New policy targets feral pigs in South Australia

Revised policy to help better manage South Australia's feral pig populations have put a renewed focus on landholders to take greater responsibility or face hefty fines of up to $100,000 or imprisonment for two years.
calendar icon 22 July 2019
clock icon 3 minute read

In a recent report from Stock Journal, Pork SA chair Mark McLean expressed the need for South Australian landowners to step and take responsibility for the wildlife on their property. Feral pigs, in particular, represent a great threat to livestock as vectors of a number of contagious diseases, including the highly virulent African swine fever virus. Wild swine species can also cause costly environmental damage which can upset important ecosystems.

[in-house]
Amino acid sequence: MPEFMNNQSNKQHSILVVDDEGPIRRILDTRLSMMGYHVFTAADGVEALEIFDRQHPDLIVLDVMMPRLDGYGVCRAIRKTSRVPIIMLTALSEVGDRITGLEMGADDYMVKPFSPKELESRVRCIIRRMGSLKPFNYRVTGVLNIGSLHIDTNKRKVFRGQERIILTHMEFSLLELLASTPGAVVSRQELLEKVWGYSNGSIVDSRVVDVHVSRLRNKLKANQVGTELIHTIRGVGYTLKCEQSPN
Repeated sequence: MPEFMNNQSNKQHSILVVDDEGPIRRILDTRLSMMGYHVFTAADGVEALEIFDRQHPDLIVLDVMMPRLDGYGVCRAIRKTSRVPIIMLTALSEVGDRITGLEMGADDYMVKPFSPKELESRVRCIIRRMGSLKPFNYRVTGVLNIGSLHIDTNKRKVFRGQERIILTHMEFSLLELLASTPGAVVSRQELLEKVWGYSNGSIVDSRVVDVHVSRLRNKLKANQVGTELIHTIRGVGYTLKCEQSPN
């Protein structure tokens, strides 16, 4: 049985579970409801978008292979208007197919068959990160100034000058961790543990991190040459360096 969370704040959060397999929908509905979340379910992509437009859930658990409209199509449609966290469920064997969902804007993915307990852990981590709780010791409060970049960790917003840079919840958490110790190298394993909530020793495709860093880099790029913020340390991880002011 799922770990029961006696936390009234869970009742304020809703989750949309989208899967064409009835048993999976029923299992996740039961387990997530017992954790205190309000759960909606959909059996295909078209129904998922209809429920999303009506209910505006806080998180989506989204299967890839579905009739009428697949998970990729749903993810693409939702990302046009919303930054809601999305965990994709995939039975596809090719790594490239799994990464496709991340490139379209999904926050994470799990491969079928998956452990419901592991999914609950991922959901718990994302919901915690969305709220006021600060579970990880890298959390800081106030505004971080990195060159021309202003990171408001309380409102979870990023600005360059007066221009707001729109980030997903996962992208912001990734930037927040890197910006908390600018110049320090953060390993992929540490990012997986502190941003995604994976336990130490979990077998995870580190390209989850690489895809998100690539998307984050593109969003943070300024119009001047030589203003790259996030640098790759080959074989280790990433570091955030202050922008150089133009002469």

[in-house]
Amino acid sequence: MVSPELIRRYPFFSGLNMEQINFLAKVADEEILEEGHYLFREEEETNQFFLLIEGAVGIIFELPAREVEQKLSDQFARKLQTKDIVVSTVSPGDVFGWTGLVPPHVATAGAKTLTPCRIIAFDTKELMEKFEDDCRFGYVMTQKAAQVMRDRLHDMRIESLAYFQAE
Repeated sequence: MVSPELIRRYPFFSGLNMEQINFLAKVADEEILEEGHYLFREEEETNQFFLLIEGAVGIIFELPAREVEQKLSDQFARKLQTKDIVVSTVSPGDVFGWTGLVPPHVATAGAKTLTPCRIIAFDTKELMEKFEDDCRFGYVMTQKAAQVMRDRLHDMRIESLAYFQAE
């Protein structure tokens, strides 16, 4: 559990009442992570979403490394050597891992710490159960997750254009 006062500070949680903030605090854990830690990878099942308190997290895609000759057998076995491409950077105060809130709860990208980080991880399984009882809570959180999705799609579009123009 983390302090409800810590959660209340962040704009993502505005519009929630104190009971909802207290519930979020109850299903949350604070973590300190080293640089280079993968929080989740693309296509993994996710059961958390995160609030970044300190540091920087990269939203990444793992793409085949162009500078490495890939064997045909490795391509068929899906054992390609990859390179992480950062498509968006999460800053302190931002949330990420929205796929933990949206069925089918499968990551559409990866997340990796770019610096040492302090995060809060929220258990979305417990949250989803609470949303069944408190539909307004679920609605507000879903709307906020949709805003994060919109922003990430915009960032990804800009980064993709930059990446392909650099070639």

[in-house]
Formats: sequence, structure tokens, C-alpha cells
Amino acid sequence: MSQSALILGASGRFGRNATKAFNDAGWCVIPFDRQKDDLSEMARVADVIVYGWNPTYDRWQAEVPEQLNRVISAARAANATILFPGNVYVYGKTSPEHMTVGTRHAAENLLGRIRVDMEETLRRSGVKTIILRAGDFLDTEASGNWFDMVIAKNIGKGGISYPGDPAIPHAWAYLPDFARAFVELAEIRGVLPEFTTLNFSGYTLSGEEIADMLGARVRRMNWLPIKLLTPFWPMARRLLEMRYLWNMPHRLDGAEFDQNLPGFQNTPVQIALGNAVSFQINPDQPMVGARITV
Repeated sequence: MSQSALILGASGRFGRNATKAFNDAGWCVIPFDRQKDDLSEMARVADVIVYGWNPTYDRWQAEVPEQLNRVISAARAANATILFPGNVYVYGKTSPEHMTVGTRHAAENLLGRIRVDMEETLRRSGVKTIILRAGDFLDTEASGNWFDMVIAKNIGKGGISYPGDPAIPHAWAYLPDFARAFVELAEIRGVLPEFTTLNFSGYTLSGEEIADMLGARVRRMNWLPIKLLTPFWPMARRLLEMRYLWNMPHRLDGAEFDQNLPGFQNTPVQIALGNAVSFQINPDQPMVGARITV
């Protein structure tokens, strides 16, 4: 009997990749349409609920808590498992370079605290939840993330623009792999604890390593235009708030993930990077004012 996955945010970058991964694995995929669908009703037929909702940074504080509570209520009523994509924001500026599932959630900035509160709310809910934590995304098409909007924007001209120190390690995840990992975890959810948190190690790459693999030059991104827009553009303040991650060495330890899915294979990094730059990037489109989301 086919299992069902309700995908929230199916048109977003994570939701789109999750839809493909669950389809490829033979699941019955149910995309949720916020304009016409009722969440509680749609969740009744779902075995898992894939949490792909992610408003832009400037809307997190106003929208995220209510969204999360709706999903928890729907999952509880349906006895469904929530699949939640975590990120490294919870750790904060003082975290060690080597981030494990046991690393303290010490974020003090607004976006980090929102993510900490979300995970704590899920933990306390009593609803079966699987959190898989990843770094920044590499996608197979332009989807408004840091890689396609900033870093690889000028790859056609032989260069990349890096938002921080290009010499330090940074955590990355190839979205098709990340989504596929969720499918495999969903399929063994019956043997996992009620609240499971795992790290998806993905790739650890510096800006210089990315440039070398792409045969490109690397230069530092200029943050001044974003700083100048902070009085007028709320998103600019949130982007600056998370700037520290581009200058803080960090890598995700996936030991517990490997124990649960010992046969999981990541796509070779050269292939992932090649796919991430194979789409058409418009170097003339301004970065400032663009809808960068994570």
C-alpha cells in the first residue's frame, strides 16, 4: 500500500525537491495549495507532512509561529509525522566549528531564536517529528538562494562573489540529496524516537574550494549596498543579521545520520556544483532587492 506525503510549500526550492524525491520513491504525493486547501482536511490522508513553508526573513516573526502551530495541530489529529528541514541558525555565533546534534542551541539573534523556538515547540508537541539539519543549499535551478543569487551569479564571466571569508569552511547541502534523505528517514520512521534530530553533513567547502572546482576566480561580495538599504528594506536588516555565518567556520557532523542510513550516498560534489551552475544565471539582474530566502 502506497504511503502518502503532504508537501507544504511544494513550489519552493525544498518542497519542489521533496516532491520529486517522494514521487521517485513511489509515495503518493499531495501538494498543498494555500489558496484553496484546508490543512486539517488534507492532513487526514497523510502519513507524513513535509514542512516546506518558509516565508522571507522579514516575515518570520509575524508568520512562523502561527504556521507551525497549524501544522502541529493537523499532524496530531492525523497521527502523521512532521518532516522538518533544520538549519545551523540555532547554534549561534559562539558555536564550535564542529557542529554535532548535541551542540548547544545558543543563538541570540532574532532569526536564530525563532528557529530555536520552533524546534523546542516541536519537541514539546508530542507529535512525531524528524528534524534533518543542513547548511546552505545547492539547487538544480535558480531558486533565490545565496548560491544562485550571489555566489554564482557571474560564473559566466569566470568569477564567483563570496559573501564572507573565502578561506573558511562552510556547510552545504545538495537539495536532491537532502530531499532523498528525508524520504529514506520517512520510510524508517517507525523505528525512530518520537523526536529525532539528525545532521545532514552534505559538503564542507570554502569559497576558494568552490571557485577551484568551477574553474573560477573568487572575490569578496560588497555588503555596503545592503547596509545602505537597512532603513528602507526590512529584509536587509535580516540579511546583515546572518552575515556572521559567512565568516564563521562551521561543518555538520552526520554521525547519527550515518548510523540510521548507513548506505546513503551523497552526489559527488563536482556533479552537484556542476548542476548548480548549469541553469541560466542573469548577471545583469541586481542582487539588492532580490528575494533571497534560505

The new policy targets pig farmers and landowners with wild pigs on their property: any feral pigs found are now to be destroyed; domestic pigs must be secured and prevented from escaping; and the release of any domestic or feral pigs is prohibited. Containment pens for domestic pigs can be reviewed by NRM officers who, if the containment facility is deemed inefficient, can request the landholder to take corrective action.

The breeding and release of feral pigs is thought to be a possible contributor and McLean hopes the new policy will address this.

"If a landholder allows pigs to breed for hunting, I would hope a $100,000 fine was a big disincentive," he said in an interview with Stock Journal.

Read the full article here.

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